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The UK government today renewed its attack against critics of its ID card proposals. Home Office minister Des Browne MP said opponents are campaigning on a false prospectus based on "myths and misinformation" about its scheme to require every UK resident to have a biometric ID card within eight years or so.

At one time or another, the Home Office has cited clamping down on benefit fraud, controlling illegal immigration and helping to prevent terrorism as reasons why Britain needs ID cards.

Critics have focused on areas such as the Home Office's failure to clearly define a purpose for ID cards, the amount of information that would be held on any card and who might be able to access this information. Cost and civil liberties implications of a compulsory ID card also loom large.

According to Browne, accusations of authoritarianism or anti-democratic impulses are unfair. At a Home Office press briefing in London, he said people would not be required to carry an ID card. But fines of up to £2,500 could be applied to those who fail to register for a card or notify authorities about a change of address, under plans to make cards compulsory by around 2012.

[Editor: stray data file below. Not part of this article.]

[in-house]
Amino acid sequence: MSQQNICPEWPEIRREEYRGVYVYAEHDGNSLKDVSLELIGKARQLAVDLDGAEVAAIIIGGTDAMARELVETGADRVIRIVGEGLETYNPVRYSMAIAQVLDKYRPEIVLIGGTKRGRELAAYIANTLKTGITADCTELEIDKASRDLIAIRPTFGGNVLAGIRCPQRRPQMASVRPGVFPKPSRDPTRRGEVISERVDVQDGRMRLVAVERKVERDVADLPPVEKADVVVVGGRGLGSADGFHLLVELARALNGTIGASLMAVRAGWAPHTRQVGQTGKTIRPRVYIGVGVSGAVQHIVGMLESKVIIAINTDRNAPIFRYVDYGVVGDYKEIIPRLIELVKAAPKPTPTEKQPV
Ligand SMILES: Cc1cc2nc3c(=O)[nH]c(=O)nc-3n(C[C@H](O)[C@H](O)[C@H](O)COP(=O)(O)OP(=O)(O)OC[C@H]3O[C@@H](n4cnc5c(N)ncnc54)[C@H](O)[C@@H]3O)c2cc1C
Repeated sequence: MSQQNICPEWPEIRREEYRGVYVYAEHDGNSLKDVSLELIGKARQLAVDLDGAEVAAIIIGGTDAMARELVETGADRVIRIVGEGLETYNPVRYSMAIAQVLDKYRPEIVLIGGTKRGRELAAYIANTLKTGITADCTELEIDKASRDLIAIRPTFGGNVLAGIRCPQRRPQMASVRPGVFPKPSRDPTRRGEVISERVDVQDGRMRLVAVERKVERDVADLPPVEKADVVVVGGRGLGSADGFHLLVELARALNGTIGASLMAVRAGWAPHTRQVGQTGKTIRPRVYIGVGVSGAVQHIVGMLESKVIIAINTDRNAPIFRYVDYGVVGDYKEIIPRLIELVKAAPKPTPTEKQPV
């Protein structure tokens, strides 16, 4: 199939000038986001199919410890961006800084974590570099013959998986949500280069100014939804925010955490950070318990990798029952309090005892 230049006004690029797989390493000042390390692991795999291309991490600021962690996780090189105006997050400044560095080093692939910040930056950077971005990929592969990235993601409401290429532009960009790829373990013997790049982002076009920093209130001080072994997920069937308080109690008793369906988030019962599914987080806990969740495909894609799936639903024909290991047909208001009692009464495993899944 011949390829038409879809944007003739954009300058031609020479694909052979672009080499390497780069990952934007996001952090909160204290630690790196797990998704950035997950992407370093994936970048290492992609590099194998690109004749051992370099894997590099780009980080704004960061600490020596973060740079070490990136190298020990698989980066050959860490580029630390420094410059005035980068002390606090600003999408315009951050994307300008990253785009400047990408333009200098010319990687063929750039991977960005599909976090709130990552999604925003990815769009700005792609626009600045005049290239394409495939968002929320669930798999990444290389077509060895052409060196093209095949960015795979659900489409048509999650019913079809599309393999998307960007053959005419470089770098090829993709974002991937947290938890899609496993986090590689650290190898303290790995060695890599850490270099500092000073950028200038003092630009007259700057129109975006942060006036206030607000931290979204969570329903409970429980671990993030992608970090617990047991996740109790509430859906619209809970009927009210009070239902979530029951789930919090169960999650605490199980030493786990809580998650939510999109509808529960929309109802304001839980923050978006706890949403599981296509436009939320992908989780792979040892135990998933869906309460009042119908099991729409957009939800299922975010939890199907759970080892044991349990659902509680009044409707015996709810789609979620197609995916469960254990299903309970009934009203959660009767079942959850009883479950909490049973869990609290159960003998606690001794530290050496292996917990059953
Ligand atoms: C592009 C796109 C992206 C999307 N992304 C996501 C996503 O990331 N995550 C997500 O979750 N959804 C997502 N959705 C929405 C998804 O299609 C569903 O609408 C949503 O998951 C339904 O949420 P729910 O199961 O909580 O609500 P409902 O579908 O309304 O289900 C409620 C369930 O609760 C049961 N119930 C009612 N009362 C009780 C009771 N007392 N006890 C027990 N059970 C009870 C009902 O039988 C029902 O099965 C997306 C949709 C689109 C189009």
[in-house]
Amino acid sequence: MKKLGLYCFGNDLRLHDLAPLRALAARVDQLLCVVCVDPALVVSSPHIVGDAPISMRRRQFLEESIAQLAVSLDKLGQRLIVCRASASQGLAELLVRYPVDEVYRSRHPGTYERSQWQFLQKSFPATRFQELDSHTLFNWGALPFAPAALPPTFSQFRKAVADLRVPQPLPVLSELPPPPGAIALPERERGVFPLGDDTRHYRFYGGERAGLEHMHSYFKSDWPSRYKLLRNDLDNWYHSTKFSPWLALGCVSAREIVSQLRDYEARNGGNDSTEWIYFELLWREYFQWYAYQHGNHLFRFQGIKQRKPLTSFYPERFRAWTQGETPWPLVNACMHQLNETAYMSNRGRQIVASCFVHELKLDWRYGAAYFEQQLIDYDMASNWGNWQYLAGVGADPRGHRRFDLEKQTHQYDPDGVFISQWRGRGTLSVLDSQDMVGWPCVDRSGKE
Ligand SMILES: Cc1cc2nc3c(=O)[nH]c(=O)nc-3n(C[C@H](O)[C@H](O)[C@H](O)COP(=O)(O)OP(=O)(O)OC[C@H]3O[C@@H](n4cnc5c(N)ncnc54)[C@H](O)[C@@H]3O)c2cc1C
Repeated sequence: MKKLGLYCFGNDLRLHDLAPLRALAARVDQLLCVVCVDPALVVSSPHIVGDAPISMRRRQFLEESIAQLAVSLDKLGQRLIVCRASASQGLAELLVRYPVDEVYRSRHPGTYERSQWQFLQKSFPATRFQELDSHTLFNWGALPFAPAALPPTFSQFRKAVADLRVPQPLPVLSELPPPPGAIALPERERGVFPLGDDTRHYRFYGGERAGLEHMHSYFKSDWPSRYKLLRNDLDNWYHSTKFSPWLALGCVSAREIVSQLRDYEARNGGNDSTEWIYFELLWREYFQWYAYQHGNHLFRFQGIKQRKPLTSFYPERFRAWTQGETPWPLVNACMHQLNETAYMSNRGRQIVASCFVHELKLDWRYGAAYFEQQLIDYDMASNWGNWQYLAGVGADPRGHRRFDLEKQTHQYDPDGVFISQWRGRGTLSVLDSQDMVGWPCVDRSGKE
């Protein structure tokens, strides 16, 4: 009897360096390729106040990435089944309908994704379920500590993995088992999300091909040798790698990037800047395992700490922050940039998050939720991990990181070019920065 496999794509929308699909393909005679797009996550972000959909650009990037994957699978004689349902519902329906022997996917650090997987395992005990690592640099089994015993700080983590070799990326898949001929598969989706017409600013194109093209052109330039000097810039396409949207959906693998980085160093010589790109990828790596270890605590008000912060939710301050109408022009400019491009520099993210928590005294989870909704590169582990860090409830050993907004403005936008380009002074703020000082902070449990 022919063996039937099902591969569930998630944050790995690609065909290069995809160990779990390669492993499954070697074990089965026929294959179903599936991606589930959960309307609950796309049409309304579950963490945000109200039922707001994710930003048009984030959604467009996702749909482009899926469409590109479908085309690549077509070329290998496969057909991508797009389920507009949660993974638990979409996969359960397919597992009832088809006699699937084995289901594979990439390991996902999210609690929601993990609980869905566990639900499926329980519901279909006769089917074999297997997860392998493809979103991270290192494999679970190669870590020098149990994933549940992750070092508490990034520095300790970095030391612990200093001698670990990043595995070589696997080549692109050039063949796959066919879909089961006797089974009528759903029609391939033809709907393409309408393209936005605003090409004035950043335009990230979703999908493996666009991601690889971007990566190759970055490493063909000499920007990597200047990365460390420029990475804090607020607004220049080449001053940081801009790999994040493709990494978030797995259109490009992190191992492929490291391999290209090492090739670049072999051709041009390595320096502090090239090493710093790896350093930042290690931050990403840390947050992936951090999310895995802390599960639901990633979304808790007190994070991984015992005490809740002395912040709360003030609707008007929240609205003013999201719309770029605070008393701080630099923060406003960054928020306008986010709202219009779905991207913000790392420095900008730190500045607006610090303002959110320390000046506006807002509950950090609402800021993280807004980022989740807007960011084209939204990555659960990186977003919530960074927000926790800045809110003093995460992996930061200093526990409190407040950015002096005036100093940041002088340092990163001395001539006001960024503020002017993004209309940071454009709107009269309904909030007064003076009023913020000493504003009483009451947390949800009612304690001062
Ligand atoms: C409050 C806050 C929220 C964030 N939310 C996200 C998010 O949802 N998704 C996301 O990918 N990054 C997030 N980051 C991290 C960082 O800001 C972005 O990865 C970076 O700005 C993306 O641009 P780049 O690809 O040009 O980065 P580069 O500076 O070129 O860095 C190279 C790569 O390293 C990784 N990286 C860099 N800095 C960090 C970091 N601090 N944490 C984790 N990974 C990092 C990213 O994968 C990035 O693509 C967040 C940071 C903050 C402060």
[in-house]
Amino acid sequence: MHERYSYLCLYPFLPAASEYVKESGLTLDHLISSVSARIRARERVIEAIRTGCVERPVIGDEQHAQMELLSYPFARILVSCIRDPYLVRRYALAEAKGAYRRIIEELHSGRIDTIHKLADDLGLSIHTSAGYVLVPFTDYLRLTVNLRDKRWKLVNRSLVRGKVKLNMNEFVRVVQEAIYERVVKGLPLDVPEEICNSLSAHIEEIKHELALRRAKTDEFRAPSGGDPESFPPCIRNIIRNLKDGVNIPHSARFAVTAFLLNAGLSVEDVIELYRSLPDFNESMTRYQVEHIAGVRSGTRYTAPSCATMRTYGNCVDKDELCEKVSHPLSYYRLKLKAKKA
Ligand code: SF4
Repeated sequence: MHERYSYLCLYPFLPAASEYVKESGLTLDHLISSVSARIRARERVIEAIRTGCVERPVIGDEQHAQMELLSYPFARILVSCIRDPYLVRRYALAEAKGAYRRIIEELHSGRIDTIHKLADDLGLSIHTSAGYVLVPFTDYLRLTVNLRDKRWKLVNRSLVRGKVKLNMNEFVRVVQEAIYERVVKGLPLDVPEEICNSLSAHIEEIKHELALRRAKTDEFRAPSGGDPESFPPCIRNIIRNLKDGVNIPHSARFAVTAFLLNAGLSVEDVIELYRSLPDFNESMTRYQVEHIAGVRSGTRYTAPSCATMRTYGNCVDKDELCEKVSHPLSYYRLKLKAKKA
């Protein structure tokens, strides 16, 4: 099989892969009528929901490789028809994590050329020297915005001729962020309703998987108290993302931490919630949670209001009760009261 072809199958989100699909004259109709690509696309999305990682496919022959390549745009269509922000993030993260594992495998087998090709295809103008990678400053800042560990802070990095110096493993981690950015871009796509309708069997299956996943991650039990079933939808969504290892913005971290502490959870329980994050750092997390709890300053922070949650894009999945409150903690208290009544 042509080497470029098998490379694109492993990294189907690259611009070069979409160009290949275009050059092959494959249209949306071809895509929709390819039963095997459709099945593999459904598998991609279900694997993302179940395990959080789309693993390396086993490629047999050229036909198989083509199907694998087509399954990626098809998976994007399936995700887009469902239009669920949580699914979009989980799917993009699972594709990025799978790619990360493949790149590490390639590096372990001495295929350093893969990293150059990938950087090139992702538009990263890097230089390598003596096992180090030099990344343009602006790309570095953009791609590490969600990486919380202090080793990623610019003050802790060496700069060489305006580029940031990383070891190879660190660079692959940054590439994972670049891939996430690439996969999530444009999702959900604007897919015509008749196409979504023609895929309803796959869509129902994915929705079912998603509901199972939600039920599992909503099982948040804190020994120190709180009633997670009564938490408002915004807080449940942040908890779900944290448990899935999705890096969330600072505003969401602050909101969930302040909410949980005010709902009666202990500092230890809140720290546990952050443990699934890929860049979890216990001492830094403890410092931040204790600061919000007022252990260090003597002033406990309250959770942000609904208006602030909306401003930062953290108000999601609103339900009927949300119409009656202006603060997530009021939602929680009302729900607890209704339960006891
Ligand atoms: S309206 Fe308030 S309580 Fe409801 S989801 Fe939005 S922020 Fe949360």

"We're bringing together information about someone that is known to government or in the public domain, allied to biometric info. It won't contain medical or tax records, the bill precludes that. This is not a Big Brother database," Browne, in a combative performance, told a group of IT hacks.

But what of the cost? International travel regulations are moving towards the inclusions of biometric information on passports, Browne notes. The Home Office estimates it will cost £415m per annum to issue biometric passports by 2008/9. Issuing ID cards will cost an additional £85m each year and verification technology another £50m.

That's the running costs. Capital costs will peg out at around £186m plus between £250 to £750 per biometric reader. That is according to Home Office estimates: UK government projects have a poor history of coming in on time and to budget. Browne says the government will carry out extensive trials and "learn from experience".

He also says that heads of both the Metropolitan Police and the British Medical Association have told him ID cards are the "single best thing" the government can do to help them fight ID theft and unauthorised access to free healthcare.

The government has recently backtracked a little in its arguments that ID cards are vital in the fight against terrorism. Browne today said that ID cards are "no panacea - and we never said they were" in the fight against terrorism.

The bombings in Madrid last year are sometimes cited by critics as evidence that ID cards are of little assistance in preventing terrorist outrages. Browne counters that ID cards help police interdict terrorist activity by preventing terrorists from maintaining multiple false IDs. ®

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